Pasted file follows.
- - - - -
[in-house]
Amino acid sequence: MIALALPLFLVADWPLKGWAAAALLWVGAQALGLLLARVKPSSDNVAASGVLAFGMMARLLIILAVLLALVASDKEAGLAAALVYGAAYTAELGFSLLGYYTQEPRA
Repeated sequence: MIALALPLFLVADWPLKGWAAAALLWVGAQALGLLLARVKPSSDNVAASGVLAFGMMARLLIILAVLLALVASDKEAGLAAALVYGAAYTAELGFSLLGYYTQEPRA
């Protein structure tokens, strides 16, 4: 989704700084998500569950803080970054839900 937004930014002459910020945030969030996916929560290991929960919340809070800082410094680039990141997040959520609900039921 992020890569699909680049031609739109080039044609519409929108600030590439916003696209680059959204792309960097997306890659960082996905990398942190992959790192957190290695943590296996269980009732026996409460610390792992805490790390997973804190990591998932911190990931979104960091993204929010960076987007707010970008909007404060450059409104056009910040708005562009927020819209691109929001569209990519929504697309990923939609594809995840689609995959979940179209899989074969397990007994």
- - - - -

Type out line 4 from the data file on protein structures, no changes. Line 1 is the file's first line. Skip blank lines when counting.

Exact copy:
């Protein structure tokens, strides 16, 4: 989704700084998500569950803080970054839900 937004930014002459910020945030969030996916929560290991929960919340809070800082410094680039990141997040959520609900039921 992020890569699909680049031609739109080039044609519409929108600030590439916003696209680059959204792309960097997306890659960082996905990398942190992959790192957190290695943590296996269980009732026996409460610390792992805490790390997973804190990591998932911190990931979104960091993204929010960076987007707010970008909007404060450059409104056009910040708005562009927020819209691109929001569209990519929504697309990923939609594809995840689609995959979940179209899989074969397990007994």